Globoid cell leukodystrophy (Krabbe disease) is an autosomal recessive inherited neurodegenerative disorder caused by the deficiency of the lysosomal enzyme beta-galactosylceramidase. The pathogenesis of the disorder has been proposed to arise from the accumulation of the cytotoxic metabolite galactosylsphingosine (psychosine). The twitcher mouse is a naturally occurring murine model of globoid cell leukodystrophy. We have developed a rapid, sensitive, and specific mass spectrometric method for determining the galactosylsphingosine concentration in the tissues of twitcher mice. Galactosylsphingosine is extracted from the tissues in methanol, isolated using strong cation-exchange and C18 solid-phase extraction chromatography, and then directly analyzed using electrospray ionization-tandem mass spectrometry. A lactosylsphingosine internal standard has been employed for quantification. The assay demonstrated significant accumulation of galactosylsphingosine in the brain, spinal cord, and kidney of twitcher mice. It is anticipated that this method may be of use in the monitoring of experimental therapies for globoid cell leukodystrophy.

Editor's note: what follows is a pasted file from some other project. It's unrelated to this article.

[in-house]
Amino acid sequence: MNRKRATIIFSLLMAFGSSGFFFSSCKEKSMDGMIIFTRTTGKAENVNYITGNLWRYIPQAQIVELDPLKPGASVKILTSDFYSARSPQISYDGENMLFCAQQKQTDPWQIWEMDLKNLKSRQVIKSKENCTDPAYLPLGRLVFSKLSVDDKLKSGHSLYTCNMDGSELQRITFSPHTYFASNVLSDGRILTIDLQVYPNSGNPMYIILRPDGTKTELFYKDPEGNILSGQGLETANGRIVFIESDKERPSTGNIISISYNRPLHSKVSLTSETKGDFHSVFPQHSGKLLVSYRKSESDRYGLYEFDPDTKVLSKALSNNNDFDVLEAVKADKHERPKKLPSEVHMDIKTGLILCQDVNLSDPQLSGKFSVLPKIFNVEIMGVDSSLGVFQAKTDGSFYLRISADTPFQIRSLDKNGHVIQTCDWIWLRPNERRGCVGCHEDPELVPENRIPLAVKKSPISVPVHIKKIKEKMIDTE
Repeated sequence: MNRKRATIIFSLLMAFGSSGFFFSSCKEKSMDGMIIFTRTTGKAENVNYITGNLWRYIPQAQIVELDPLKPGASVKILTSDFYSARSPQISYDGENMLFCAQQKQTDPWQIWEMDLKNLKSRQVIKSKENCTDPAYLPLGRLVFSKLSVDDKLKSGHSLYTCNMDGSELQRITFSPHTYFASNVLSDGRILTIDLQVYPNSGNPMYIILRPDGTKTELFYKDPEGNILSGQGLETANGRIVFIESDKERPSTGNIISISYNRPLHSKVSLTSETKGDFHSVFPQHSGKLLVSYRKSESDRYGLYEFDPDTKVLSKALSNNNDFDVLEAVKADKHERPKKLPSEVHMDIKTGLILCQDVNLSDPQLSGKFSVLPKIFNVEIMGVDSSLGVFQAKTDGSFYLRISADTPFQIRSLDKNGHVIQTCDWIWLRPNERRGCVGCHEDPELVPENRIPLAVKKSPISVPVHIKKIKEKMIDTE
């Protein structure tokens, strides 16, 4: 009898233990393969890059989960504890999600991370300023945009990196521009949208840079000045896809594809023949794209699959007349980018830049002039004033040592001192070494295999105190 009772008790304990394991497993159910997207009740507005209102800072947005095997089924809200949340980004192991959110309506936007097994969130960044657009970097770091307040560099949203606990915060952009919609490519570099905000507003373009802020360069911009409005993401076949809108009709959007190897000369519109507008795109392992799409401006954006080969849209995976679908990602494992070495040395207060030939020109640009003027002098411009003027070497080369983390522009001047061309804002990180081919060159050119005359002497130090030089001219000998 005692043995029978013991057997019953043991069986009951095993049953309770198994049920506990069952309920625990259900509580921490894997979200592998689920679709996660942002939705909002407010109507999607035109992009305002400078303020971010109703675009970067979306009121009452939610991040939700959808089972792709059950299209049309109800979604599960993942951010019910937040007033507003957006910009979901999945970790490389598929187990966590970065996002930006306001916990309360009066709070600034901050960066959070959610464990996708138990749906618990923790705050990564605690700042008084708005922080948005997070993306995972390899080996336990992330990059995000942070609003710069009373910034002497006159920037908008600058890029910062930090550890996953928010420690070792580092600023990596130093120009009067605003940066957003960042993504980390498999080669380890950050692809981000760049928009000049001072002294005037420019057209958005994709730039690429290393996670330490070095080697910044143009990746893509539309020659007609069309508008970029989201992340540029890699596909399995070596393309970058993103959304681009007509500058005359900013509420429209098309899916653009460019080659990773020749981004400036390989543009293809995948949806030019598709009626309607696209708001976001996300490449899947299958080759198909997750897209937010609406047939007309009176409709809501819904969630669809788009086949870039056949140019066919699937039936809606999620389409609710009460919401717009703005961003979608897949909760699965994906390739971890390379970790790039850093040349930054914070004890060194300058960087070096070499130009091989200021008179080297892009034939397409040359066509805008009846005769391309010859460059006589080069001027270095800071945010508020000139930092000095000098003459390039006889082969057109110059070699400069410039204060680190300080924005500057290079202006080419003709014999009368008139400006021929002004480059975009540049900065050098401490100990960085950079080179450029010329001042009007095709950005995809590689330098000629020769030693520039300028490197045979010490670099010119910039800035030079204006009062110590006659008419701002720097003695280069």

|Number of pages||4|
|Journal||Journal of Lipid Research|
|Publication status||Published - Dec 2001|
- Brain Chemistry
- Mice, Mutant Strains
- Spectrometry, Mass, Electrospray Ionization
- Spinal Cord
Whitfield, P. D., Sharp, P. C., Taylor, R., & Meikle, P. (2001). Quantification of galactosylsphingosine in the twitcher mouse using electrospray ionization-tandem mass spectrometry. Journal of Lipid Research, 42(12), 2092-5.